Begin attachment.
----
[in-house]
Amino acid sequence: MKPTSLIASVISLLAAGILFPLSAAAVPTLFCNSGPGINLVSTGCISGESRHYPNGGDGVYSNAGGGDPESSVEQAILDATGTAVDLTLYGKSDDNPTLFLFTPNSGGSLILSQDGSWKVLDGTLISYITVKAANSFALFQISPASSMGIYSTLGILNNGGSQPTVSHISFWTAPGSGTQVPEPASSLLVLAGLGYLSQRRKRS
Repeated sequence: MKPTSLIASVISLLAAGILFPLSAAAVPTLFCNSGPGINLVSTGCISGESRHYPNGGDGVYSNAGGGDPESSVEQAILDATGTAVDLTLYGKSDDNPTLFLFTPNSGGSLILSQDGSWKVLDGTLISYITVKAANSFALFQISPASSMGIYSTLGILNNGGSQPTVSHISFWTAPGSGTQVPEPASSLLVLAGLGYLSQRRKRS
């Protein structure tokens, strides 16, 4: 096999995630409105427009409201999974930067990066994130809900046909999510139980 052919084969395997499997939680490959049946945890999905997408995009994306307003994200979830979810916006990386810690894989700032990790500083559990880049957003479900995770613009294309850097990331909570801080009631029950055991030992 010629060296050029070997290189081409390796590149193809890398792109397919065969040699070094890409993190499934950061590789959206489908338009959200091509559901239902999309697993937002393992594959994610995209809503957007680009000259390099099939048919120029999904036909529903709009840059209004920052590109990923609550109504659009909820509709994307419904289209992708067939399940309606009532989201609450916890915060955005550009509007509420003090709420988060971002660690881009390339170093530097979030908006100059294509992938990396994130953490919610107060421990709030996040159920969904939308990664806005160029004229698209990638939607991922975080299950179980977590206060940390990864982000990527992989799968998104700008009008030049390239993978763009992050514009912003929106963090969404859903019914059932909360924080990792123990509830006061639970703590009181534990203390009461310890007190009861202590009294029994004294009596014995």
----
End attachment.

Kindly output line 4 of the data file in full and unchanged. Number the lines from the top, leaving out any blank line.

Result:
């Protein structure tokens, strides 16, 4: 096999995630409105427009409201999974930067990066994130809900046909999510139980 052919084969395997499997939680490959049946945890999905997408995009994306307003994200979830979810916006990386810690894989700032990790500083559990880049957003479900995770613009294309850097990331909570801080009631029950055991030992 010629060296050029070997290189081409390796590149193809890398792109397919065969040699070094890409993190499934950061590789959206489908338009959200091509559901239902999309697993937002393992594959994610995209809503957007680009000259390099099939048919120029999904036909529903709009840059209004920052590109990923609550109504659009909820509709994307419904289209992708067939399940309606009532989201609450916890915060955005550009509007509420003090709420988060971002660690881009390339170093530097979030908006100059294509992938990396994130953490919610107060421990709030996040159920969904939308990664806005160029004229698209990638939607991922975080299950179980977590206060940390990864982000990527992989799968998104700008009008030049390239993978763009992050514009912003929106963090969404859903019914059932909360924080990792123990509830006061639970703590009181534990203390009461310890007190009861202590009294029994004294009596014995």